Science Explains Why Some Movies Make Millions (While Others Flop)
The whims of the box office can be hard to predict. Will that new J-Lo movie be a Maid in Manhattan (which made $94 million) or a Gigli ($6.1 million)? Will a flick with an initially sad box office run be redeemed by its eventual cult status? (Think Blade Runner, which made only $500,000 more than its budgeted cost at the box office, but entered the sci-fi canon after audiences rediscovered it on VHS.)
A new paper by computer scientists at the University of Iowa crunches the data to pinpoint what, if anything, can predict financial success in the sometimes unpredictable movie business. According to authors Michael T. Lash and Kang Zhao, the key to riches doesn’t lie with casting a popular star. Even the biggest stars don’t have enough pull to bring people to truly bad movies (or even good movies that are badly marketed). What's more, popular actors are usually more expensive to hire. The only reliable predictor of a movie’s success, according to Lash and Zhao? Its director.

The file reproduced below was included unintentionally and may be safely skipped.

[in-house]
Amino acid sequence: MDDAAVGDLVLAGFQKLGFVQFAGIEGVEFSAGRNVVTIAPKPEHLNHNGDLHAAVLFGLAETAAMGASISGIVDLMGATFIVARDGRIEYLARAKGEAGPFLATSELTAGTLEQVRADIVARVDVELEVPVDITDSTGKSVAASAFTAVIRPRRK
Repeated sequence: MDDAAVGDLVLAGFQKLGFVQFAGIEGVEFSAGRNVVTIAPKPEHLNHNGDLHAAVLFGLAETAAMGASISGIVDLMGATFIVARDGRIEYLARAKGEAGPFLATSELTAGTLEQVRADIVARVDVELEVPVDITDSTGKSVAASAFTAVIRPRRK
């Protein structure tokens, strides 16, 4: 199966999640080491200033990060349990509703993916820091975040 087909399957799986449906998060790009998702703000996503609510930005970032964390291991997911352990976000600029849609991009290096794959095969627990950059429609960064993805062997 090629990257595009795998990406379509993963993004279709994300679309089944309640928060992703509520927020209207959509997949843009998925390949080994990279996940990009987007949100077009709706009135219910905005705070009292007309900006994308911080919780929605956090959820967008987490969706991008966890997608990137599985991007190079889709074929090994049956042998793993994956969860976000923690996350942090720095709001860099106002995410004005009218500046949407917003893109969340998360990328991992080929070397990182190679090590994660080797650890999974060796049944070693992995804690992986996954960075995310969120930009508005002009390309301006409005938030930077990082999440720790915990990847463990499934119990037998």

The researchers used data mining and machine learning to analyze 14,000 films and 4,000 actors and directors listed in IMDB and on Box Office Mojo. They focused on whether any significant predictions about a film’s financial success (i.e. whether a movie will take in more money than its budgeted cost) could be gleaned just from knowledge available in the pre-release stages—who's involved, what time of year it hits theaters, what it’s about, etc.
They found that a director’s gross revenue for past films predicted a movie’s success. A director with a high average revenue was likely to keep making money. By contrast, popular stars were correlated with more revenue for a film, but not greater profits, as films with A-list actors cost more to make in the first place. According to this prediction algorithm, while having George Clooney in your film isn’t a recipe for instant success, tapping Steven Spielberg to direct may be.
[h/t: MIT Technology Review]